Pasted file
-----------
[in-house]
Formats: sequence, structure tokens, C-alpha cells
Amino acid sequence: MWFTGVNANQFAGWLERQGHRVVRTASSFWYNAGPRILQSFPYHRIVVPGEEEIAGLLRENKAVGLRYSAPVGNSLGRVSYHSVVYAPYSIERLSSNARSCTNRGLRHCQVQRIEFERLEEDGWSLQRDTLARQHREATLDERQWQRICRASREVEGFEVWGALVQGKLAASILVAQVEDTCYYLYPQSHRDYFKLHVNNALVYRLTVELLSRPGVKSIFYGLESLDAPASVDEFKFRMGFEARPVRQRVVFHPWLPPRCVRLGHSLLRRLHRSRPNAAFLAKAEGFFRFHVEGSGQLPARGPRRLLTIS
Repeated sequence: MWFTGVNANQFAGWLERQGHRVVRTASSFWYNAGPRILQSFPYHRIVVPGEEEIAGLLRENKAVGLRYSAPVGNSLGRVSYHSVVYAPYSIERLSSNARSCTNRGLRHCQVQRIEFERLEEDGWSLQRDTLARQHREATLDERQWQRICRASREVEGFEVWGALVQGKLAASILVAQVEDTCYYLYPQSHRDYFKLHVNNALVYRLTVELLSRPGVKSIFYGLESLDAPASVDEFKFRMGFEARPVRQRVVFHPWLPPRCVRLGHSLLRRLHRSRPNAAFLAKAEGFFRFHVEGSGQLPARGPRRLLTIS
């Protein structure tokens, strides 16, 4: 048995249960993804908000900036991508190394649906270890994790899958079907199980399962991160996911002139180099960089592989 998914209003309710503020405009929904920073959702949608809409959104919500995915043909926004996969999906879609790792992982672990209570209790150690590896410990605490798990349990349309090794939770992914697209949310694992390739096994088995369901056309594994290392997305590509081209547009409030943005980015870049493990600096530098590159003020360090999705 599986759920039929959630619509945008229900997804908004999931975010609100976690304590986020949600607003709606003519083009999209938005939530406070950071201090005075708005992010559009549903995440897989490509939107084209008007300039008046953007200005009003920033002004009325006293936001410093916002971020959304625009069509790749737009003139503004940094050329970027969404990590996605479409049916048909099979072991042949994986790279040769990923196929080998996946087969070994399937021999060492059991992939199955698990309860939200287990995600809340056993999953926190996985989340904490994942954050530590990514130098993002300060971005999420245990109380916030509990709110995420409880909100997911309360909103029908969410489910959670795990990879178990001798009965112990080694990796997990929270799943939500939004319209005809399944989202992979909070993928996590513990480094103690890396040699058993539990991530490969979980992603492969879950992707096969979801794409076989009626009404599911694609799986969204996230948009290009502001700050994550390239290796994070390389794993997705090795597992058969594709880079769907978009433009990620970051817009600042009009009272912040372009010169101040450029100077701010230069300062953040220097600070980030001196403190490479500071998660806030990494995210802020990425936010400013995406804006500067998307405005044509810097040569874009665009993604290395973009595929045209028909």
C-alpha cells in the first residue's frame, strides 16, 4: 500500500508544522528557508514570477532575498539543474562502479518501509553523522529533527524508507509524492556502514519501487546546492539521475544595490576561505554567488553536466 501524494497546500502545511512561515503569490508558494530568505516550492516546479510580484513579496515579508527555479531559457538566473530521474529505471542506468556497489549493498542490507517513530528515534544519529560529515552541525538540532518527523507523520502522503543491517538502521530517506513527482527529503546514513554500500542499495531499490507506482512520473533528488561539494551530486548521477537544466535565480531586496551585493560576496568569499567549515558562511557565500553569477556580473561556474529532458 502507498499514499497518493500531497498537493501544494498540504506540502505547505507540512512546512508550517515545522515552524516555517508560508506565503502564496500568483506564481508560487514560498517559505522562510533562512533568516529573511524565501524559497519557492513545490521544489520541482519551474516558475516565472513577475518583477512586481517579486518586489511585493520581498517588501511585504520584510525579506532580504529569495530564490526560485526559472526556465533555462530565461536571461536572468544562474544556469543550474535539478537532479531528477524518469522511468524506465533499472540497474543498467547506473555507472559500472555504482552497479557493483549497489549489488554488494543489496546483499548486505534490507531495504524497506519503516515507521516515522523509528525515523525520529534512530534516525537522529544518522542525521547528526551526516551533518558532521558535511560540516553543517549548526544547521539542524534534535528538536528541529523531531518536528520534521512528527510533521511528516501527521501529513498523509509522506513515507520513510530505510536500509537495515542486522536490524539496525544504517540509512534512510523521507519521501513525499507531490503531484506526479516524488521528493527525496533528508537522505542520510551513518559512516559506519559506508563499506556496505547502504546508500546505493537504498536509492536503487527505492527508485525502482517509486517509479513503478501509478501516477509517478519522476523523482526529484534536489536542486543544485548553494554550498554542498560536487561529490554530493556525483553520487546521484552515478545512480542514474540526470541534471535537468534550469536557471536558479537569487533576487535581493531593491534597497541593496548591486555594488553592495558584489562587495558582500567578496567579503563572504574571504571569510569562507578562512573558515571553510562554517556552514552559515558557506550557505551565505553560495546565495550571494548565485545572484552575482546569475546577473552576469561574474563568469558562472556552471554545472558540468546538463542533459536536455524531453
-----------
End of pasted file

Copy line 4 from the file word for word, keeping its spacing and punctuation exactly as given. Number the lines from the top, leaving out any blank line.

Repeated sequence: MWFTGVNANQFAGWLERQGHRVVRTASSFWYNAGPRILQSFPYHRIVVPGEEEIAGLLRENKAVGLRYSAPVGNSLGRVSYHSVVYAPYSIERLSSNARSCTNRGLRHCQVQRIEFERLEEDGWSLQRDTLARQHREATLDERQWQRICRASREVEGFEVWGALVQGKLAASILVAQVEDTCYYLYPQSHRDYFKLHVNNALVYRLTVELLSRPGVKSIFYGLESLDAPASVDEFKFRMGFEARPVRQRVVFHPWLPPRCVRLGHSLLRRLHRSRPNAAFLAKAEGFFRFHVEGSGQLPARGPRRLLTIS